The industrial sector is responsible for 21% of all global carbon dioxide emissions, and, as such, emissions mitigation is as important in this sector as in the power generation sector. Individual industries are sufficiently diverse that bespoke capture strategies must be created for them, with different technologies more appropriate for different industries. One major difference between industrial and power carbon capture and storage (CCS) is that industries often have numerous sources of varying sizes and CO2 concentration, requiring some degree of aggregation or multiple capture units in order to capture large proportions of flue gases, implying an important trade-off between capture rate and cost. Within the chemical manufacturing industries, there exist streams of high-purity CO2 which can be used for demonstration CCS schemes at a lower cost than other flue streams, and as a first mover towards wide scale deployment. However, attempting to calculate the cost of industrial CCS is difficult since there are a wide range of reported costs from literature, with little consensus even within technologies for the same industry. Policy challenges remain broadly similar to those encountered in the power industry, though due to the global markets for industrial products, some market mechanism would be required in the event of unilateral decarbonisation in order not to penalise first-mover entities.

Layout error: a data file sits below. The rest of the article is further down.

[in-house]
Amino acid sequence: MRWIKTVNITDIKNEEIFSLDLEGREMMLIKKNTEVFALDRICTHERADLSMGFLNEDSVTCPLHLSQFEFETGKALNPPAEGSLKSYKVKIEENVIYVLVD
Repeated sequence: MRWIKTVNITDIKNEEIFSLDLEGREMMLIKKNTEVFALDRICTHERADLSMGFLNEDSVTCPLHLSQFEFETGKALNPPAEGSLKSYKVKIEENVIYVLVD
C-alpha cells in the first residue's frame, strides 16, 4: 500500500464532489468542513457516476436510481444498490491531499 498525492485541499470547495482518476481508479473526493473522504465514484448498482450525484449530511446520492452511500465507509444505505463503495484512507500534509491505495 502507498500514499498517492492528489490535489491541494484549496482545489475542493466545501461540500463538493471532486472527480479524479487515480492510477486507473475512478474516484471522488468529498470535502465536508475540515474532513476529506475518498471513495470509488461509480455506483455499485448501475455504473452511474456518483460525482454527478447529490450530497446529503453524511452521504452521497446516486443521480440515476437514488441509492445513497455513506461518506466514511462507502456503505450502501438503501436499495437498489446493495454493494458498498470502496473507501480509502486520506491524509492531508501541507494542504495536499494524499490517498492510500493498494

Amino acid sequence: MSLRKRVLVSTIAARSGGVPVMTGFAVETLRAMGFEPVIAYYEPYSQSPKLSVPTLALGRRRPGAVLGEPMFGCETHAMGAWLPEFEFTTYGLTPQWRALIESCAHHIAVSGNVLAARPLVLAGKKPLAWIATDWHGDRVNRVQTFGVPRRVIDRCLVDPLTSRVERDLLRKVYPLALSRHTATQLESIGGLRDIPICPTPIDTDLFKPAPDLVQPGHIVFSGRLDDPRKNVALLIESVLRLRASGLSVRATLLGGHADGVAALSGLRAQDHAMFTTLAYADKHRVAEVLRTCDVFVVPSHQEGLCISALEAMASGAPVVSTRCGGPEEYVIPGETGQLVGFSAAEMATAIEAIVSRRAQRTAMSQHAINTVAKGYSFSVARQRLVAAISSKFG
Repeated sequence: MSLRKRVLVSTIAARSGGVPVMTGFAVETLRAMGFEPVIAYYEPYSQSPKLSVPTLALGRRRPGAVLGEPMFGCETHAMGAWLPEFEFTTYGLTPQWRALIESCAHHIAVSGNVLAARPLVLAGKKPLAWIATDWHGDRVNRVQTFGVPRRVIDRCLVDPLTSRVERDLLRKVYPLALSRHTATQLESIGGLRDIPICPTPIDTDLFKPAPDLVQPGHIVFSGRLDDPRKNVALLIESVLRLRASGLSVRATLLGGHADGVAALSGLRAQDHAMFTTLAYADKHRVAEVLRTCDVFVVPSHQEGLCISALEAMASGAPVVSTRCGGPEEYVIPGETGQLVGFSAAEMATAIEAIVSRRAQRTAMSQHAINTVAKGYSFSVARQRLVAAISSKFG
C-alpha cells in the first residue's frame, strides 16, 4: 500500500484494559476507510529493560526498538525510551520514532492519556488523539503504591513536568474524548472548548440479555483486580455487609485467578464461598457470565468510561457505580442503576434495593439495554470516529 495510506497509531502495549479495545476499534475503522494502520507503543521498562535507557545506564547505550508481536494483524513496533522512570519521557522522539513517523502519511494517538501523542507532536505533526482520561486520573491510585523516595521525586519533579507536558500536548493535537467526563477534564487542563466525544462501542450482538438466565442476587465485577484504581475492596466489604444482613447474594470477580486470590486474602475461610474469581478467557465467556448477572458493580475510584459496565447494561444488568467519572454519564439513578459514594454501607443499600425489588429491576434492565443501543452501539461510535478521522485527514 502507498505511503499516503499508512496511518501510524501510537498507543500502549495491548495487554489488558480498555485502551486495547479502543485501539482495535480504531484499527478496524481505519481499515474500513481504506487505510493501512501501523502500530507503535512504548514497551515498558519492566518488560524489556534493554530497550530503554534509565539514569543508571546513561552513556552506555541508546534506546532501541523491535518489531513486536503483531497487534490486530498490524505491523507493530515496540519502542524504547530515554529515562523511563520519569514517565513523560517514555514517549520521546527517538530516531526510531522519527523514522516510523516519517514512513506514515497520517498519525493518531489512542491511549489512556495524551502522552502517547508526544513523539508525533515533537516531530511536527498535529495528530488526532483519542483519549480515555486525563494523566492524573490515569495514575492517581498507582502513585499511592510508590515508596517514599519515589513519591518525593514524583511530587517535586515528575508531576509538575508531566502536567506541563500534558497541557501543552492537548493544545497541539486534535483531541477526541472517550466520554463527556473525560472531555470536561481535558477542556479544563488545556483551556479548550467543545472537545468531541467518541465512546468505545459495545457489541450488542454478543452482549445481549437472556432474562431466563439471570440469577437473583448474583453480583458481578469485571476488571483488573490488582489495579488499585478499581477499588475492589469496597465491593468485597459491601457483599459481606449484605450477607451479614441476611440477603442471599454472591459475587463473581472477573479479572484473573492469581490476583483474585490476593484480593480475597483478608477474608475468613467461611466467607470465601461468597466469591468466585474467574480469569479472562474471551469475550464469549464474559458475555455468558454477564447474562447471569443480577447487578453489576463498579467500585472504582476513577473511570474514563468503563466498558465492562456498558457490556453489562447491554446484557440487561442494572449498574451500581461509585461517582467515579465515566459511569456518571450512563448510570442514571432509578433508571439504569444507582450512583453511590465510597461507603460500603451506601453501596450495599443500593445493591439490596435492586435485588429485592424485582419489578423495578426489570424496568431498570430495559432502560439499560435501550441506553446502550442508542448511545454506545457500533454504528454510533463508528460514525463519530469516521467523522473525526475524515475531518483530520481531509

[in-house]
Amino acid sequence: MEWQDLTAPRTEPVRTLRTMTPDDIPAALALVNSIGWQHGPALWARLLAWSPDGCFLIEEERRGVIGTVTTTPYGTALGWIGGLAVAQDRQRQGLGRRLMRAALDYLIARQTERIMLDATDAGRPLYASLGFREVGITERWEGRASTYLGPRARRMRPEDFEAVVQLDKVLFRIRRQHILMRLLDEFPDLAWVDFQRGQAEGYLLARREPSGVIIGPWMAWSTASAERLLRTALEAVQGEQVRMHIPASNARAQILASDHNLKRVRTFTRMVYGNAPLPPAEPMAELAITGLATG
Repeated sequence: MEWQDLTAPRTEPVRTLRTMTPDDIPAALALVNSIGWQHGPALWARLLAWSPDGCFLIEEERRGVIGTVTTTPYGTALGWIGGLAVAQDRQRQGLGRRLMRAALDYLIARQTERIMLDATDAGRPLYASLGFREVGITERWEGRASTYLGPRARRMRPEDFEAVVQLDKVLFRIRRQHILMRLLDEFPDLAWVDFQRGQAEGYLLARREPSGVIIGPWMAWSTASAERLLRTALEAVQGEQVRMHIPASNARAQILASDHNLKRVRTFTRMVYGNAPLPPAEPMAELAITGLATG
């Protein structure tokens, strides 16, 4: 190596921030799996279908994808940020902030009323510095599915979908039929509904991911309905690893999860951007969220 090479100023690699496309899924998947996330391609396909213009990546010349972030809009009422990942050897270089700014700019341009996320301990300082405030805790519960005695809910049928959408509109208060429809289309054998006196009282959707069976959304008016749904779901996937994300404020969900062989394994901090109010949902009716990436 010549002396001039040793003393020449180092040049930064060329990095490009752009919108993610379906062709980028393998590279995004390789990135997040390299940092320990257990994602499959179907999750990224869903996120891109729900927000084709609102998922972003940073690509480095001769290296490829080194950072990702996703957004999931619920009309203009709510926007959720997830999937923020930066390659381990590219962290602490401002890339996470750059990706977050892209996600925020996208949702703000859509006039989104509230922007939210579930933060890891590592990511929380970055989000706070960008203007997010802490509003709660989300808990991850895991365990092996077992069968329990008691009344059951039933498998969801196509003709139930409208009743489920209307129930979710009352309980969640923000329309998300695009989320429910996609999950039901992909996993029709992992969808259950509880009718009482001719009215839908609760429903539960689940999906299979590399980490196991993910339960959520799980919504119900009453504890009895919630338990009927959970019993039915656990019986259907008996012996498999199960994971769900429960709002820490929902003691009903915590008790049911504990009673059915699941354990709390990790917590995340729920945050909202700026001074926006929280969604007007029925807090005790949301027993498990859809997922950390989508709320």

Original languageEnglish
Title of host publicationMagnesium Batteries
Subtitle of host publicationResearch and Applications
EditorsMai Bui, Niall Mac Dowell
PublisherRoyal Society of Chemistry
Chapter9
Pages296-314
Number of pages19
Edition26
DOIs
Publication statusPublished - 2020

Publication series

NameRSC Energy and Environment Series
Number26
Volume2020-January
ISSN (Print)2044-0774
ISSN (Electronic)2044-0782

ID: 68592590